Dana Reitz, the New York dancer-choreographer who made her area debut at the Washington Project for the Arts last night, is first of all a performer of inescapable charisma. She's notably attactive, but there's also a suggestion of Randolph Scott about her long, rangy line and visage. She has a way of extending her arm like the opening of a telescope, until it seems lengthier than her whole body -- elongation is one of her specialities. One of the things she did when she appeared in Robert Wilson's "Einstein on the Beach" five years ago was to sit facing upstage and wag her hair from side to side: It sounds trivial, but it was spellbinding. You get the feeling you could watch her shelling peas or carrying luggage and it would be a movement experience of special moment.

Her program consisted of two solos, the first a composite of two works, "Phrase Collection" and "Single Score," and a second called "Steps." As she began "Steps" with a flapping of the forearms, she explained with a shy chuckle, "It starts like this -- I take a simple rhythum and keep extending it." The formula is apt for both pieces. What she gives us is a stream of movement consciousness. It looks improvised, but it's so meticulous in shape and dynamics it could be entirely prefabricated.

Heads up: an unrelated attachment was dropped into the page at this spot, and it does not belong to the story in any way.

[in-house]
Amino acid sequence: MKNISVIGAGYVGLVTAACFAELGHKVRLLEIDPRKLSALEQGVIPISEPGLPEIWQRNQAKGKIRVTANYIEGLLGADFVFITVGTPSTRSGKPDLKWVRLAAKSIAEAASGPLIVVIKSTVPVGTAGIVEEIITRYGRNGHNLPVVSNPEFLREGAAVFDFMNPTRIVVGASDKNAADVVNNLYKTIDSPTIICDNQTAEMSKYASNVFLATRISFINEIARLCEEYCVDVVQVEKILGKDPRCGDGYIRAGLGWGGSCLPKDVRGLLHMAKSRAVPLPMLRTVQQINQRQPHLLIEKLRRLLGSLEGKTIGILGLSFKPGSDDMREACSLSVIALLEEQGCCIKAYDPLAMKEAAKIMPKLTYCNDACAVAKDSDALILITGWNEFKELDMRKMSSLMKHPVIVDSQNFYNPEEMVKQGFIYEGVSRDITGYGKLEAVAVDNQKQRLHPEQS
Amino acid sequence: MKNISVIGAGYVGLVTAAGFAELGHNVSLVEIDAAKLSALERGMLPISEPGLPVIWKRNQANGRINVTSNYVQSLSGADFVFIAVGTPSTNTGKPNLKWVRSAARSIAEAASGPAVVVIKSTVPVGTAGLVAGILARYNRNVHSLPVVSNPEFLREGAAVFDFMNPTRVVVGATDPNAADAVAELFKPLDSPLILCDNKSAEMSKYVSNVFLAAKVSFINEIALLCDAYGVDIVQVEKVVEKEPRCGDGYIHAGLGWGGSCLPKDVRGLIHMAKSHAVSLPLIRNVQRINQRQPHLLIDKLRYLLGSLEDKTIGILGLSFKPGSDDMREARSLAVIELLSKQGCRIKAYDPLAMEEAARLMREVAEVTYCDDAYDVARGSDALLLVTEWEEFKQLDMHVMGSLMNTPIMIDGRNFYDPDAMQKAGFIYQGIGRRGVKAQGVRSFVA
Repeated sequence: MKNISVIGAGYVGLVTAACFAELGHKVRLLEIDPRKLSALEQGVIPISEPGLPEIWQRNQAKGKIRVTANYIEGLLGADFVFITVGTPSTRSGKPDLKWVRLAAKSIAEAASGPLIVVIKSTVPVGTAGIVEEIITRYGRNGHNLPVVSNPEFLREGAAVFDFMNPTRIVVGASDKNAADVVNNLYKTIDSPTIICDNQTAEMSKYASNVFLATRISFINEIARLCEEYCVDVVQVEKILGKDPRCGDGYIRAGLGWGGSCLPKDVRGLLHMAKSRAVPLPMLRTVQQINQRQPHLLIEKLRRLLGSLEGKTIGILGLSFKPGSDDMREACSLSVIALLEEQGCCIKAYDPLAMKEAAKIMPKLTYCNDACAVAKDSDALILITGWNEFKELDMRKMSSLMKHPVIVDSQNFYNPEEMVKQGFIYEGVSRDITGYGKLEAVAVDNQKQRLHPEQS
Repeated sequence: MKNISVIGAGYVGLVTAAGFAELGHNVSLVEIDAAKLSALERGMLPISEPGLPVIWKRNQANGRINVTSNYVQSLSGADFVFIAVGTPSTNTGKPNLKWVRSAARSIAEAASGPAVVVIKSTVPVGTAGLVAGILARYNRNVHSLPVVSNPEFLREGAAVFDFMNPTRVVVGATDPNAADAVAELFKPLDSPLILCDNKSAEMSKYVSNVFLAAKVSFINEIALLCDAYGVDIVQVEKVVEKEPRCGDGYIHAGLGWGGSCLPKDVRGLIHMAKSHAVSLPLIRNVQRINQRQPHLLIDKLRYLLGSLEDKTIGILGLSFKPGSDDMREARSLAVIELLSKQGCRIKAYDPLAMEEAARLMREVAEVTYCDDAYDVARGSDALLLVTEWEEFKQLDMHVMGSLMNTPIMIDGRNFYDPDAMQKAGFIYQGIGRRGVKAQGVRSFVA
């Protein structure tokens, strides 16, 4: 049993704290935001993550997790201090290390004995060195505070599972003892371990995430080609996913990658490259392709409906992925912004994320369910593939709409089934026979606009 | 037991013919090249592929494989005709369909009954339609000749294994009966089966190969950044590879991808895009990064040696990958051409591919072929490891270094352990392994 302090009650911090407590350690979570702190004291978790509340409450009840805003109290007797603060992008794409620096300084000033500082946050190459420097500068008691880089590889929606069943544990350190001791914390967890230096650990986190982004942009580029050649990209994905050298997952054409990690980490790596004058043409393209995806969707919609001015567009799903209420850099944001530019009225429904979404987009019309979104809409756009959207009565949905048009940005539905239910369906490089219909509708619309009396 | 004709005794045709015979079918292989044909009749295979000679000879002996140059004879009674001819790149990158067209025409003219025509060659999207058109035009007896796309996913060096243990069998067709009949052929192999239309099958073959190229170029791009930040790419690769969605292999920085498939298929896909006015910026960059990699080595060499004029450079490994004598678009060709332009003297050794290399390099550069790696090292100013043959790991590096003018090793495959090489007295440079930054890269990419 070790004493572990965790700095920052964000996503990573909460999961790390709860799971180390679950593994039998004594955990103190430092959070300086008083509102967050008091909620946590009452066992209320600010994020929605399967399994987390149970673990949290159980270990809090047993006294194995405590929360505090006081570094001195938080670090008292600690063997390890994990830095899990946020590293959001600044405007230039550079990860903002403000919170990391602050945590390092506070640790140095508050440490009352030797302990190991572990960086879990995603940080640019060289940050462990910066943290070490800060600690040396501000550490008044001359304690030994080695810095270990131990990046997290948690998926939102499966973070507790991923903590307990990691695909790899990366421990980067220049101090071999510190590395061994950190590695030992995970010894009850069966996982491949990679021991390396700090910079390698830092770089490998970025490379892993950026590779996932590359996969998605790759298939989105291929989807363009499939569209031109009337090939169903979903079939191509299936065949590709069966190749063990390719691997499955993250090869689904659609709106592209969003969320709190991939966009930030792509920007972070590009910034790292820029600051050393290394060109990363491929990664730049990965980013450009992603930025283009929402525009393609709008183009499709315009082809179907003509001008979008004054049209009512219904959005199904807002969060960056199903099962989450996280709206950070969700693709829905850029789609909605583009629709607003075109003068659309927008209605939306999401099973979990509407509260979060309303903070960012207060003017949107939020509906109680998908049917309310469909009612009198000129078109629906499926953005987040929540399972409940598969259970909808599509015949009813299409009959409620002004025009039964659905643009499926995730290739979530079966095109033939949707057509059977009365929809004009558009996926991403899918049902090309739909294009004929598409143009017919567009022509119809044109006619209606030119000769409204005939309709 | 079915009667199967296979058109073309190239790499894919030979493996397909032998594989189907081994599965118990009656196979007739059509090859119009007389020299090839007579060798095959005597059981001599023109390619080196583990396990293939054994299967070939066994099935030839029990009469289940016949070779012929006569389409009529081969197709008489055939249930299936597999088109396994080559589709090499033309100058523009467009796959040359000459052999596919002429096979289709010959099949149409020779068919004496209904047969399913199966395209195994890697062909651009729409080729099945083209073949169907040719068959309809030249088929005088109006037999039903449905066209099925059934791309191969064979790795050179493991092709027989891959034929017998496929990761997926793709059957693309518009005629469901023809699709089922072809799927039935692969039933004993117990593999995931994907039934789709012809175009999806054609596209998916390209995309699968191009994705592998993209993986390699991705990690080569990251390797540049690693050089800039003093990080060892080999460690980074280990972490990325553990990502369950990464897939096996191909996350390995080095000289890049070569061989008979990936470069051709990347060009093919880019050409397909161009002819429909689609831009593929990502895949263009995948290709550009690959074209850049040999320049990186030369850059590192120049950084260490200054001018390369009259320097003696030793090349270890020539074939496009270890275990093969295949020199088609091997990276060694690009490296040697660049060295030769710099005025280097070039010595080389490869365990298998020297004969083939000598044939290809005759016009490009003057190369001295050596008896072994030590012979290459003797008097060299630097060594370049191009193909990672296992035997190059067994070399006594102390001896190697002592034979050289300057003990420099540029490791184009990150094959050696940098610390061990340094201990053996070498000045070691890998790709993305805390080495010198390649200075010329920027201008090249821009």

Most of the movement is peripheral to the torso, involving arms, hands, head and feet, and much of it looks to be abstracted from quotidian activities -- patting dough, brushing aside cobwebs, testing winds, spooling up kite string and so forth. But like other members of the post-post-modern dance generation, Reitz seems to be interested primarily in the intrinsic qualities of such movement. As compositions, however, these monochromatic solos -- despite patterns of recurrence and recombination -- fall into that twilight zone between "research" (exploration of movement possibilities) and finished communication. Still, the fascination is powerful.